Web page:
This year the theme for the Brownies (part of the Girl Scouts in the USA) is the “Wonder of Water.” As an advocate for clean water in the developing world at World Moms Blog, I wanted to find a way to teach kids about the importance of clean water on the planet. One thing led to another, and before you know it I was making model toilets with my daughter’s Brownie troop on a Friday evening…
Did you know that 2 out of 5 people on the planet do not have access to a flushable toilet?
When I gave the girls, aged 7 and 8 years old, this statistic, it looked like this:
Showing the population as dolls really helped the stat resonate with the girls. Although, they explained that Rapunzel had magic hair, so she could probably get water, so she had to be in the group that did have water. So, I had to switch her over…
The next point I wanted to get across was that without access to clean toilets, disease can spread. For this topic, I read the group the first 4 chapters of a book called “Mimi’s Village”.
The story is about a girl in Kenya who had to fetch water (the thought of fetching water daily surprised the girls in the USA, yet, it’s a reality for many girls on the planet), and she was so thirsty. Her sister told her that she had to wait until the water was boiled to drink it. But, then the girl dropped her water on the way home, and had to return to the brownish stream to refill her jug. Being even thirstier, she took a drink of the water and became sick from it. We followed her story to the health clinic in the town over and beyond…
After the book excerpt, we talked about ways to make water safe for drinking, such as boiling. I showed them a picture of a Life Straw, an invention that filters the water, making it safe, right on the spot. We talked about how inventions can solve world problems. Which led to how the toilet was invented over 150 years ago!
Next, came the toilet making. I had contacted Hallie Tamez of WaterAid earlier in the week, and she sent me to a link with ideas for teaching kids about clean water. I chose “The Physics of Flushes and Flows” project, the perfect science and water experiment!
I asked the girls, “Who knows how a toilet works?” And before you know it, we were crafting our own model toilets to recreate the siphoning action — physics in action!
We had such a great experience at the Brownie meeting, so I am sharing this project, for sure!:
What you’ll need:
- paper cups x 1 for each child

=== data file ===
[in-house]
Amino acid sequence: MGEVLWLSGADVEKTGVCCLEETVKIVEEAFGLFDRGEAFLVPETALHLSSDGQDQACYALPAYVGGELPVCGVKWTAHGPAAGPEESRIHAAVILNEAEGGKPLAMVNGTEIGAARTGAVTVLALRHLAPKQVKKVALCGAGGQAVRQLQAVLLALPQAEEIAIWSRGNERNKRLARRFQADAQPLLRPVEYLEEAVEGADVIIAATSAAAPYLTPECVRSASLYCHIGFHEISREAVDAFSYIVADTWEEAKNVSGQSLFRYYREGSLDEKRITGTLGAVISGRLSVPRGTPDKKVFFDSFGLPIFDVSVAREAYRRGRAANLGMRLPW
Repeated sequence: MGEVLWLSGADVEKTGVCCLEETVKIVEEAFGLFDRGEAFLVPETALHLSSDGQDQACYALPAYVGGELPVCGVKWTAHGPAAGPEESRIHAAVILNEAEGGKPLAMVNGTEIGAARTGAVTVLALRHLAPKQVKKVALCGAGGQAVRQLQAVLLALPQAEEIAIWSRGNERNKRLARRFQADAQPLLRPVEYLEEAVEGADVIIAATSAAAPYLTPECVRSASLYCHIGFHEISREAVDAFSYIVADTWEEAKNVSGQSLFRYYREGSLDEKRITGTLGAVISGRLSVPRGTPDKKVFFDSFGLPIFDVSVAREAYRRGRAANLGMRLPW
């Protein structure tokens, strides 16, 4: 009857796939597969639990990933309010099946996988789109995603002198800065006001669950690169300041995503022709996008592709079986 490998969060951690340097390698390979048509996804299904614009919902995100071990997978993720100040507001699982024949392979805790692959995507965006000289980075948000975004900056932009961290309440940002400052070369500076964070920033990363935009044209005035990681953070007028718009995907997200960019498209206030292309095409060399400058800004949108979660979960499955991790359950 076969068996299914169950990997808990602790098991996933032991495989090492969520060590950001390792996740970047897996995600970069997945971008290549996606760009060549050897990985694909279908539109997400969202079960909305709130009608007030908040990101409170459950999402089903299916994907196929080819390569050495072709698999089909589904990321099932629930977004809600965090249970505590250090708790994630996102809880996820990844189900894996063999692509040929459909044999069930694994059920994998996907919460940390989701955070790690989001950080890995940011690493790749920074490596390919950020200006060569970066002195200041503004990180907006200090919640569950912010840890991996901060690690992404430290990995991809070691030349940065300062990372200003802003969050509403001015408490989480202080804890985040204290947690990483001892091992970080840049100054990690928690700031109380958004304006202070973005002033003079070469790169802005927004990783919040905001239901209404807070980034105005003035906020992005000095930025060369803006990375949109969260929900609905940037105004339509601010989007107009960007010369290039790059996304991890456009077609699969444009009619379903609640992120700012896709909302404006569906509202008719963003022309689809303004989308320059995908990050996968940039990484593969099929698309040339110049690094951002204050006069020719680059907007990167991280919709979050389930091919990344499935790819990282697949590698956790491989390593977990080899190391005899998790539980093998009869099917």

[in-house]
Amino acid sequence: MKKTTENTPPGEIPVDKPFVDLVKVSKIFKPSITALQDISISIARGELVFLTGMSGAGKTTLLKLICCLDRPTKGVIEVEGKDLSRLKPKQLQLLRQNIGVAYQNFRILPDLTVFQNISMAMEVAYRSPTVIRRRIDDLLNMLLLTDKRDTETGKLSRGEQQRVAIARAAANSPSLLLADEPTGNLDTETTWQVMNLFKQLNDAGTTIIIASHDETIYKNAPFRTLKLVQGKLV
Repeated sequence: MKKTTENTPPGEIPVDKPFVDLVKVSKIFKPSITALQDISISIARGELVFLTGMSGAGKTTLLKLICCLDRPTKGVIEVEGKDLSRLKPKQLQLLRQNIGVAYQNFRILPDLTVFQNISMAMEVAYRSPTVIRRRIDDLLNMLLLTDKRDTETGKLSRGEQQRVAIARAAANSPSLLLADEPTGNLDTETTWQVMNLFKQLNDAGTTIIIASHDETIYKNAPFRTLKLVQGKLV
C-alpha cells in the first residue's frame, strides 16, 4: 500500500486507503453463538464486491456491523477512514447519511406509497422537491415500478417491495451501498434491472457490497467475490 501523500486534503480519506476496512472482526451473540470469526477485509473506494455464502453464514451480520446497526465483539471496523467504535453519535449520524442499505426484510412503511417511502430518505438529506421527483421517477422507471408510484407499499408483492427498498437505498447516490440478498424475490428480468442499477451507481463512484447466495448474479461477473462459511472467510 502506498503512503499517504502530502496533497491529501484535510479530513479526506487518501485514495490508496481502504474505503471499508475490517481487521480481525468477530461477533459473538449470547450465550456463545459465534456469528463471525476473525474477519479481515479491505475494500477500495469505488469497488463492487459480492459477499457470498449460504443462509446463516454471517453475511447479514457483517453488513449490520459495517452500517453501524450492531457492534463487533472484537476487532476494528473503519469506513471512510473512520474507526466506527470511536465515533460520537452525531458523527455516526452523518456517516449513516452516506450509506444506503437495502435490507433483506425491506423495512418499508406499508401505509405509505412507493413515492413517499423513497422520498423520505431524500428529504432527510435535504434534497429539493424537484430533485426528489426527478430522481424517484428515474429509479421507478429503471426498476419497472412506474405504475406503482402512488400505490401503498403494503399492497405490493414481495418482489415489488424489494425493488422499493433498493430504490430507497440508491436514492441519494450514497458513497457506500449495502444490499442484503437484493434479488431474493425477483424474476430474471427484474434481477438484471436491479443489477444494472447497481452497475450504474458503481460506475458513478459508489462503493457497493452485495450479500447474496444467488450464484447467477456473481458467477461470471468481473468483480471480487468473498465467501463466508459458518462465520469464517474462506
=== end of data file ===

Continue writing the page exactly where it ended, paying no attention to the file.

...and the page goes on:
- flexible straws x 2 for each child
- waterproof molding clay
- basin or sink
First, I poked holes in the cups toward the bottom ahead of time to make the process speedier. One cup for each girl.
Next, we took one straw and cut it on both ends, so there was one inch of straw on each side of the flexible bit. (See the pink straw in the photo below.)
For the second straw (the green straw pictured below), we left the long end of the straw intact and cut the short end of the straw, so it, too, equalled one inch from the flexible bit.
Next, we inserted the small side of the long straw into one of the ends of the shorter straw and taped the “pipe” connection. The girls really liked the idea of being plumbers!
Now that the pipes were complete, we inserted the small end of the straw contraption into the cup as pictured and used a piece of modeling clay for where the straw met the cup on the outside to prevent the cup from future leaks.
Next, we headed to the sink to fill up our cup. When the water level in the straw became higher than the water level of the toilet, the water in the cup began to siphon out, creating the powerful “flush” that empties and cleans the bowl!
The girls got in a line at the sink, as I tested each of their model toilets, and they cheered when the tanks emptied! High-fives all around!
(TIP: The molding clay was a bit tricky and I couldn’t find the waterproof type recommended at the craft store. Using less of it seemed to work best. But, if you’re not winging the experiment for the first time as you are presenting it like me, then you have time to see what works best beforehand.)
For a full description and printable pdf on how to make a model toilet in your classroom or scout meeting check out WaterAid’s link of activities to do with children to teach about the importance of clean water.
If you try out this project, we want to hear all about it! And please tell us where on the globe you did it, too!
And yes, today IS World Toilet day. Remember the importance of each flush and help spread the word.
Photo credits to the author.by